We have been made anxious by extreme events. However, I firmly believe that Finns are not, on the whole, attracted by extreme ideas. Ulrich Lilie – President of the German church organisation Diakonie – has characterised his country’s general attitude towards immigration as follows: “a balance between scepticism and self-confidence.” I think that this is also the case in Finland; there are those who doubt and those who trust that we will cope.
To paraphrase the old maxim which remains relevant today – when in Finland do as the Finns do. Immigration can never mean that our core values – democracy, equality and human rights – are questioned.
My fellow citizens,
Our understanding of security has changed. We only woke up to war when it was upon us in Europe, where Russia’s reprehensible actions in Crimea and Ukraine disrupted our oasis of peace.
There has never been such an oasis in the Middle East and North Africa, where war has been waged on a scale many times greater than in Ukraine. This is displacing people and reinforcing terrorism.
Resolving the Syrian crisis is a key issue. The United States and Russia are involved, engaging in combat on the same front, but with somewhat different ideas of who the enemy is. While such a situation is a source of danger, it is also compelling them to seek common solutions. If such solutions can be found in Syria, this will hopefully enable the relaxation of tensions elsewhere.
Rising international tensions have also been reflected in Finland’s neighbourhood. Both Russia and NATO have increased their military presences in the Baltic Sea Region.
In last year’s speech, I said that Finland would pursue an active policy of promoting stability. In terms of our foreign policy, our relationships with Sweden and Russia, the Nordic framework and cooperation within the EU and with NATO countries are in a key position.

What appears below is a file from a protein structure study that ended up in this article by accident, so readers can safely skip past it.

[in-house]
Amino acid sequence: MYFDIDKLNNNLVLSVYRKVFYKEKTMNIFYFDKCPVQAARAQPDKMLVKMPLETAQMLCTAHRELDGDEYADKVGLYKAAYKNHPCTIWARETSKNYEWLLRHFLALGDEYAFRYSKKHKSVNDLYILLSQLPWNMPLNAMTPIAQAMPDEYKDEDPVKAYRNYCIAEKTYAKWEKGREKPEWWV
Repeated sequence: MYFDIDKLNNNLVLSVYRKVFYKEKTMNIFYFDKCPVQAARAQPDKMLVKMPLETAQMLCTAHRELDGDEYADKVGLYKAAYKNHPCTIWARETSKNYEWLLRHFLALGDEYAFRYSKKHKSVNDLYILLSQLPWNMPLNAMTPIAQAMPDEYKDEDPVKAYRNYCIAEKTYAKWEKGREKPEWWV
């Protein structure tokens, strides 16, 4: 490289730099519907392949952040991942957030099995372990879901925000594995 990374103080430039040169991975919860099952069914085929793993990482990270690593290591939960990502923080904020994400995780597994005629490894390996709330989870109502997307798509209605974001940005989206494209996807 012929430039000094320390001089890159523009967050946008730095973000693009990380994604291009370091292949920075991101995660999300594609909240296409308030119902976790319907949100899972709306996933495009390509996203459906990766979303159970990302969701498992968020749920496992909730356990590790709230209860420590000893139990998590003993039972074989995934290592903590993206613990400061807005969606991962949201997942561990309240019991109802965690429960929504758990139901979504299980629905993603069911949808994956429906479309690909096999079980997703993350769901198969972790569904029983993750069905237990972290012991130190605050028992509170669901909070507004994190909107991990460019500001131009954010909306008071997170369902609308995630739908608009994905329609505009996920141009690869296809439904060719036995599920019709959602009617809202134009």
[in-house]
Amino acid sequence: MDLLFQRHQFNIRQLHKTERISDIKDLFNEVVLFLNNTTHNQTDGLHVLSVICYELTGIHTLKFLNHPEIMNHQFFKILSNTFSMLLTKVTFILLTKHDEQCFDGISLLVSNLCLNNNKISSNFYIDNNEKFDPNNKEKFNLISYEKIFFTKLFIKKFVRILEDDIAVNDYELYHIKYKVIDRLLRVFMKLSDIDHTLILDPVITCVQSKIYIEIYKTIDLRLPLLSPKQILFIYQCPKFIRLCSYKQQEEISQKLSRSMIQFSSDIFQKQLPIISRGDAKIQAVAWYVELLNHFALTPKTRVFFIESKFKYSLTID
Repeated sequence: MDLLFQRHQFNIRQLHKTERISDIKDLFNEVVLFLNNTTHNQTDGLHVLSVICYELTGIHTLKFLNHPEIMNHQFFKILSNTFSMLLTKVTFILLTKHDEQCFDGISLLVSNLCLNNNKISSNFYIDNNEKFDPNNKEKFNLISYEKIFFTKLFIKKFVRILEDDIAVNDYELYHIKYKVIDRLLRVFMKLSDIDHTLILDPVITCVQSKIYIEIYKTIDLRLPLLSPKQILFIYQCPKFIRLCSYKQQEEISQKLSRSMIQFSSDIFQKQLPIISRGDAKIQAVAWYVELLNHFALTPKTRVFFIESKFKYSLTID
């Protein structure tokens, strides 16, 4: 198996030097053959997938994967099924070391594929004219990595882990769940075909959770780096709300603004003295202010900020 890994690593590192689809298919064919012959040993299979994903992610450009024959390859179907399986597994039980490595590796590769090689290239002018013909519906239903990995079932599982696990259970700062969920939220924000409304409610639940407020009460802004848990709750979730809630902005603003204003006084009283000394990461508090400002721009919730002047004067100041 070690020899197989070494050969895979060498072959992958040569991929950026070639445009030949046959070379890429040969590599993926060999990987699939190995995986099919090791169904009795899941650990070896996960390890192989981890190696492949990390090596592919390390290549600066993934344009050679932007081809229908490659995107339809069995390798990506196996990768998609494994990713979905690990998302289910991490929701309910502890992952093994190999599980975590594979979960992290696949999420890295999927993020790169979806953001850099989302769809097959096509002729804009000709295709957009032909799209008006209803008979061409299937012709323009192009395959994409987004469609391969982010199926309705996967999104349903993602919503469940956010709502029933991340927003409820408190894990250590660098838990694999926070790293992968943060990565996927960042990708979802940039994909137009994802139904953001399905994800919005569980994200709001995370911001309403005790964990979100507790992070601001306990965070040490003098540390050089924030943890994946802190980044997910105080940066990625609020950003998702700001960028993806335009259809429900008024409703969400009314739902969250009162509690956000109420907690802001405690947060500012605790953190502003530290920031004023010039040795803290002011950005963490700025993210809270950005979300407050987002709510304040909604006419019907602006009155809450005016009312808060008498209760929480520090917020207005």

A policy promoting stability has good prospects of succeeding in the Baltic Region. The various states have no territorial claims on each other and their internal political situations are stable. Despite the fact that tensions from further afield are having an impact, no spontaneous crises are threatening to break out in the region.
Sweden and Finland are special partners of NATO. Our intensifying military cooperation is going well and is highly valued in both countries. However, we can do more.
Neither of our countries is in a military alliance. Together, we have strong links with both west and east, which gives both countries a special status. This also creates opportunities for engaging in important work to promote the security and stability of Northern Europe.
It would therefore be logical to continue extending our cooperation on foreign and security policy. It is in the interests of both countries to promote our security on a cooperative basis, with a view to developing confidence-building measures.
International tensions, the displacement of people and terrorism are undermining our ability to anticipate the future. Even the likely short-term consequences of these factors, which are beyond our control, are difficult to predict.